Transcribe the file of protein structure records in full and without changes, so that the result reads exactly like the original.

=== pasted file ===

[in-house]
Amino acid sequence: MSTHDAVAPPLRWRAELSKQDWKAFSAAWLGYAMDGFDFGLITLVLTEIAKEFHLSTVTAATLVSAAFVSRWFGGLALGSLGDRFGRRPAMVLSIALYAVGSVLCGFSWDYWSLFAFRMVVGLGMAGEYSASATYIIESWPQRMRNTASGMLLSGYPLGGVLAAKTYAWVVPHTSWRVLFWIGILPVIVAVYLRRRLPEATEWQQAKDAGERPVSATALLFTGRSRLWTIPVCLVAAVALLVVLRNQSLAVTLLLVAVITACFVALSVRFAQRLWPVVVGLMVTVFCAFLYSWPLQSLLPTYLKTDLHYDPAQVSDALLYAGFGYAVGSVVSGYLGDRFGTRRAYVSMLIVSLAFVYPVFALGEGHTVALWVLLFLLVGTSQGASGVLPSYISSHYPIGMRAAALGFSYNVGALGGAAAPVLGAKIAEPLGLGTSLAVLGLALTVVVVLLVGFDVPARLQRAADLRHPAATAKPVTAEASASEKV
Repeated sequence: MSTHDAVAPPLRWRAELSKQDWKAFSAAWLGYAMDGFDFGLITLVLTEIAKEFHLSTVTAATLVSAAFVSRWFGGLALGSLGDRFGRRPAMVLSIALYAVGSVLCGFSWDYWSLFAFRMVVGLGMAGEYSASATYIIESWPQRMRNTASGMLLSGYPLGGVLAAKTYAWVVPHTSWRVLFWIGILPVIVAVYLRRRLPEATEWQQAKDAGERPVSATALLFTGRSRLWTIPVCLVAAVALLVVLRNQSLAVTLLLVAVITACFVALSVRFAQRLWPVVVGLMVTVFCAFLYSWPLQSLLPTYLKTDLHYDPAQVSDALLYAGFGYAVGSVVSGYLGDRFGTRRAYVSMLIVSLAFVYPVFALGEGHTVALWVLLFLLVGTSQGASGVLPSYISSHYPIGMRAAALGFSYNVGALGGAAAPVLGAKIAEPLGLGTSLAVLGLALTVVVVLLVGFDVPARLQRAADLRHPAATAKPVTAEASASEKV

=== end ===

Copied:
[in-house]
Amino acid sequence: MSTHDAVAPPLRWRAELSKQDWKAFSAAWLGYAMDGFDFGLITLVLTEIAKEFHLSTVTAATLVSAAFVSRWFGGLALGSLGDRFGRRPAMVLSIALYAVGSVLCGFSWDYWSLFAFRMVVGLGMAGEYSASATYIIESWPQRMRNTASGMLLSGYPLGGVLAAKTYAWVVPHTSWRVLFWIGILPVIVAVYLRRRLPEATEWQQAKDAGERPVSATALLFTGRSRLWTIPVCLVAAVALLVVLRNQSLAVTLLLVAVITACFVALSVRFAQRLWPVVVGLMVTVFCAFLYSWPLQSLLPTYLKTDLHYDPAQVSDALLYAGFGYAVGSVVSGYLGDRFGTRRAYVSMLIVSLAFVYPVFALGEGHTVALWVLLFLLVGTSQGASGVLPSYISSHYPIGMRAAALGFSYNVGALGGAAAPVLGAKIAEPLGLGTSLAVLGLALTVVVVLLVGFDVPARLQRAADLRHPAATAKPVTAEASASEKV
Repeated sequence: MSTHDAVAPPLRWRAELSKQDWKAFSAAWLGYAMDGFDFGLITLVLTEIAKEFHLSTVTAATLVSAAFVSRWFGGLALGSLGDRFGRRPAMVLSIALYAVGSVLCGFSWDYWSLFAFRMVVGLGMAGEYSASATYIIESWPQRMRNTASGMLLSGYPLGGVLAAKTYAWVVPHTSWRVLFWIGILPVIVAVYLRRRLPEATEWQQAKDAGERPVSATALLFTGRSRLWTIPVCLVAAVALLVVLRNQSLAVTLLLVAVITACFVALSVRFAQRLWPVVVGLMVTVFCAFLYSWPLQSLLPTYLKTDLHYDPAQVSDALLYAGFGYAVGSVVSGYLGDRFGTRRAYVSMLIVSLAFVYPVFALGEGHTVALWVLLFLLVGTSQGASGVLPSYISSHYPIGMRAAALGFSYNVGALGGAAAPVLGAKIAEPLGLGTSLAVLGLALTVVVVLLVGFDVPARLQRAADLRHPAATAKPVTAEASASEKV